The festival of Durga Puja has just ended, and my taxi slows nearly to a stop behind a procession of trucks, Land Rovers, minivans, and people on foot escorting a 10-arm clay idol of the goddess Durga to the Hooghly River to be submerged. Traffic here is astonishing, with more vehicles per kilometer than any other city in India. At one complicated intersection between three major arteries, two men herd a hundred goats dyed a festive hot pink through a tangle of pedestrians, bicycles, overloaded trucks, and hand-drawn carts carrying 20-foot bamboo poles, powered by matchstick-thin barefoot men straining forward at the waist. Calcutta's famous rickshaws, among the last human-drawn taxis in Asia, are stabled in herds for the night, their pullers contorted in sleep across the double seats.
My family ties to Calcutta, renamed Kolkata in 2001, in the state of West Bengal, reach back to the city's 17th-century British beginnings. My genetic roots in India wend back farther. Remarkably, little of architectural note has changed since this capital city of the British Raj was built; it's only aged, postapocalyptically, with slumping buildings cobbled together from broken buildings and banyan trees growing opportunistically from tiles eroding to humus on old roofs.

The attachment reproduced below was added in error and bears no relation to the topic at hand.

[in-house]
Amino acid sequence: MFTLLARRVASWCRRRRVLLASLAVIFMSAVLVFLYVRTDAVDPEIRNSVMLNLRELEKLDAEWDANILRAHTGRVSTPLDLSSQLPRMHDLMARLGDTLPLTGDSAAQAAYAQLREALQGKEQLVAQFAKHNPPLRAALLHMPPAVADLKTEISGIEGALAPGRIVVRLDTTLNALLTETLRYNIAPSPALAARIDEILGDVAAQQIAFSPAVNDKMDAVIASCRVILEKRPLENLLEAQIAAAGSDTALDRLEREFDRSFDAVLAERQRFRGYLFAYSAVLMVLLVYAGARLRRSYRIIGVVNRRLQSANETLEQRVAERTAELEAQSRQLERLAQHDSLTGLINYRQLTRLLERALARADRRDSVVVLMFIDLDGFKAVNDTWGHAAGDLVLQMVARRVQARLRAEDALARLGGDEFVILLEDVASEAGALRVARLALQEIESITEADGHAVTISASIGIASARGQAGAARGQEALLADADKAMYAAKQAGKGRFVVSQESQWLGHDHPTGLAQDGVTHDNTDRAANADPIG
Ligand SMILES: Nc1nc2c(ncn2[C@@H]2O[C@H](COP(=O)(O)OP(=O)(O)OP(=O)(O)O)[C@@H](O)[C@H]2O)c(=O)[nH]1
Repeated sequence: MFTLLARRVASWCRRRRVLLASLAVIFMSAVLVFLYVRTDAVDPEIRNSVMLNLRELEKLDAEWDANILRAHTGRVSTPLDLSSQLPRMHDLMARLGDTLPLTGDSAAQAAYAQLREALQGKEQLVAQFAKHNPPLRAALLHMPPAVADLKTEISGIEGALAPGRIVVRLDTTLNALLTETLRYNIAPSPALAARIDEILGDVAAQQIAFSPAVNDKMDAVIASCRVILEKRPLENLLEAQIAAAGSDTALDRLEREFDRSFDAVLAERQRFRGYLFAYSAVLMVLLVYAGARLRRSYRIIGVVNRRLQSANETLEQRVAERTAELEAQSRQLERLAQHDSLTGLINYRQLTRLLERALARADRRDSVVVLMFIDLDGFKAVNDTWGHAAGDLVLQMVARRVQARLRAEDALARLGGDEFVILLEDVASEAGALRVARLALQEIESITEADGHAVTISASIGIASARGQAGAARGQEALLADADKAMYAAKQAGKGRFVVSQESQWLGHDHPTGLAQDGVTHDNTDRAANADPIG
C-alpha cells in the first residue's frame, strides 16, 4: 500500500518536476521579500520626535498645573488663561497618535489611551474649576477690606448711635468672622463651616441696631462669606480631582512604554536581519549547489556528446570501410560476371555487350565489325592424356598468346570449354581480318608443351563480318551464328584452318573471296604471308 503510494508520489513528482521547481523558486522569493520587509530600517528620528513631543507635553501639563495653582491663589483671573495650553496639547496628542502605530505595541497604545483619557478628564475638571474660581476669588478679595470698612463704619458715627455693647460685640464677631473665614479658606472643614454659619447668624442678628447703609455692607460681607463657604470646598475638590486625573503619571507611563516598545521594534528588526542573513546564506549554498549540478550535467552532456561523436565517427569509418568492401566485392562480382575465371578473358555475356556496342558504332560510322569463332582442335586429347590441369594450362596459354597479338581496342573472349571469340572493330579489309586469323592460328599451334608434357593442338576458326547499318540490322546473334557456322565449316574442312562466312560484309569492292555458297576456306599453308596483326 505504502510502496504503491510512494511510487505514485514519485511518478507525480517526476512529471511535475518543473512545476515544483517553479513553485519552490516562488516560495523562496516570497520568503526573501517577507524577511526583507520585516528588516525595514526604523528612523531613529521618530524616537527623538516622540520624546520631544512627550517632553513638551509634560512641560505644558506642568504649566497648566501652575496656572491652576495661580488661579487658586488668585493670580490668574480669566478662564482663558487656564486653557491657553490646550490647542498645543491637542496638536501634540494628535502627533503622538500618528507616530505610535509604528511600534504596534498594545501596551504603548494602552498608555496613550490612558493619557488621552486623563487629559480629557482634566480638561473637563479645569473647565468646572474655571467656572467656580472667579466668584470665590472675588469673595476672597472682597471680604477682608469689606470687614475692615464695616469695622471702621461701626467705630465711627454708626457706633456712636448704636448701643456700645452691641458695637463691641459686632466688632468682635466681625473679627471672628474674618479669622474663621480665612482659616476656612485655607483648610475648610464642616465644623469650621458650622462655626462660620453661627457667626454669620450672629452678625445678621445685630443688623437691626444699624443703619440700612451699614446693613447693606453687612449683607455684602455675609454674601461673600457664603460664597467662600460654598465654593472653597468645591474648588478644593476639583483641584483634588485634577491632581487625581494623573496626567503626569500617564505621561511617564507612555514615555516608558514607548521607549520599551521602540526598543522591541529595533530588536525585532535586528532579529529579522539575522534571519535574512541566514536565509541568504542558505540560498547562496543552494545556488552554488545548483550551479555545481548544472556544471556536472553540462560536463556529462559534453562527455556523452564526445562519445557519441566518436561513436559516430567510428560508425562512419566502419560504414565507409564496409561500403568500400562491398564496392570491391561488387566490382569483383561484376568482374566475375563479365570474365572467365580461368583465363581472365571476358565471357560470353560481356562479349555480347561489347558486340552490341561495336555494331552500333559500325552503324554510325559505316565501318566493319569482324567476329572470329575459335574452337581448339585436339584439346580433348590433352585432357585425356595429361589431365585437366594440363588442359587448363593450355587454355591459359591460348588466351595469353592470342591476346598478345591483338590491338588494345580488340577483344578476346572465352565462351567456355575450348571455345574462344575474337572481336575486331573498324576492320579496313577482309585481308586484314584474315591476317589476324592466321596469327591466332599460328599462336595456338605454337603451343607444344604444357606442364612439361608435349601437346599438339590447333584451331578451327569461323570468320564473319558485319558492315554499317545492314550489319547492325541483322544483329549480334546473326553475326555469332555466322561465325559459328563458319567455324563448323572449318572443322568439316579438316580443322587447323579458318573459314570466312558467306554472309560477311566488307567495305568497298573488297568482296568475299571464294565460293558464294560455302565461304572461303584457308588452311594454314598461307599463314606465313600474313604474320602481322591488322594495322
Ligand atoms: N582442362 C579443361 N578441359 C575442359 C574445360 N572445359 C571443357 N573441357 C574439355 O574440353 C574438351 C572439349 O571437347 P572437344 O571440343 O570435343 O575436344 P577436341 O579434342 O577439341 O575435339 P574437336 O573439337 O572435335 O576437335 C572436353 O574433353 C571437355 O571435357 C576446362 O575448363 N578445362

* Future figures based on UN projections. Sources: US Census Bureau, UThat so many can live among the ruins seems impossible. Yet so many do. The city is home to about 5 million people, at a population density of 70,000 per square mile—2.5 times more crowded than New York City. Another 9 million live in the urban agglomeration, bringing the population of greater Kolkata to 14 million. More are added every day—though not as many as you might expect from births. Kolkata's fertility rate (the average number of children born to a woman) is only 1.35, well below the global replacement average of 2.34 (the number where population stabilizes as births balance with deaths). Instead, the city's growth is fueled largely through migration from a poorer and more fertile countryside.